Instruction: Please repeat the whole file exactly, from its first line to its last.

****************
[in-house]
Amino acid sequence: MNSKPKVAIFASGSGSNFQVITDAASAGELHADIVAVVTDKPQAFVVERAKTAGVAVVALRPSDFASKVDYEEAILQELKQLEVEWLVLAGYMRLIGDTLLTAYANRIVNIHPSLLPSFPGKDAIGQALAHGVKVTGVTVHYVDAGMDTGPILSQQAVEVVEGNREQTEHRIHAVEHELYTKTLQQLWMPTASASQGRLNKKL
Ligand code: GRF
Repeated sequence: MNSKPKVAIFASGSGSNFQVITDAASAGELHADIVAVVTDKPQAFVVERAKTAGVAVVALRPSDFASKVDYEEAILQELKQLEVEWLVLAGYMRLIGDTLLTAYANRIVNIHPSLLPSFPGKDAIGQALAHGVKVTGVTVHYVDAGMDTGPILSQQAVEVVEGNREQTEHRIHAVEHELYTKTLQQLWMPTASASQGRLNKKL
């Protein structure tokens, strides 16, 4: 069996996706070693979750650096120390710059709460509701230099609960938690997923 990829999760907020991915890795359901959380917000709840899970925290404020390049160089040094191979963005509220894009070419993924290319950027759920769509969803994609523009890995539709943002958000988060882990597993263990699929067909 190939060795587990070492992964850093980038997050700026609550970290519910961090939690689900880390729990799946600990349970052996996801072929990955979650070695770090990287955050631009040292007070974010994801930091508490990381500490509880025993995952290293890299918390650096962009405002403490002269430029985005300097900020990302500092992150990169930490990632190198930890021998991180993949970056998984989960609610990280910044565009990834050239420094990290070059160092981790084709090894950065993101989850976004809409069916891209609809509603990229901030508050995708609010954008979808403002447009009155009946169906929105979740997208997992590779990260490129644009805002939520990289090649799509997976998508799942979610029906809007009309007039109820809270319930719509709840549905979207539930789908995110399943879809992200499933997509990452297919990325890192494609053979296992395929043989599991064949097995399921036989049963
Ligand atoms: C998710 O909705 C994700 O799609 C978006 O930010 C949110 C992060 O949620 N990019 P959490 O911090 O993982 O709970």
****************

[in-house]
Amino acid sequence: MNSKPKVAIFASGSGSNFQVITDAASAGELHADIVAVVTDKPQAFVVERAKTAGVAVVALRPSDFASKVDYEEAILQELKQLEVEWLVLAGYMRLIGDTLLTAYANRIVNIHPSLLPSFPGKDAIGQALAHGVKVTGVTVHYVDAGMDTGPILSQQAVEVVEGNREQTEHRIHAVEHELYTKTLQQLWMPTASASQGRLNKKL
Ligand code: GRF
Repeated sequence: MNSKPKVAIFASGSGSNFQVITDAASAGELHADIVAVVTDKPQAFVVERAKTAGVAVVALRPSDFASKVDYEEAILQELKQLEVEWLVLAGYMRLIGDTLLTAYANRIVNIHPSLLPSFPGKDAIGQALAHGVKVTGVTVHYVDAGMDTGPILSQQAVEVVEGNREQTEHRIHAVEHELYTKTLQQLWMPTASASQGRLNKKL
């Protein structure tokens, strides 16, 4: 069996996706070693979750650096120390710059709460509701230099609960938690997923 990829999760907020991915890795359901959380917000709840899970925290404020390049160089040094191979963005509220894009070419993924290319950027759920769509969803994609523009890995539709943002958000988060882990597993263990699929067909 190939060795587990070492992964850093980038997050700026609550970290519910961090939690689900880390729990799946600990349970052996996801072929990955979650070695770090990287955050631009040292007070974010994801930091508490990381500490509880025993995952290293890299918390650096962009405002403490002269430029985005300097900020990302500092992150990169930490990632190198930890021998991180993949970056998984989960609610990280910044565009990834050239420094990290070059160092981790084709090894950065993101989850976004809409069916891209609809509603990229901030508050995708609010954008979808403002447009009155009946169906929105979740997208997992590779990260490129644009805002939520990289090649799509997976998508799942979610029906809007009309007039109820809270319930719509709840549905979207539930789908995110399943879809992200499933997509990452297919990325890192494609053979296992395929043989599991064949097995399921036989049963
Ligand atoms: C998710 O909705 C994700 O799609 C978006 O930010 C949110 C992060 O949620 N990019 P959490 O911090 O993982 O709970």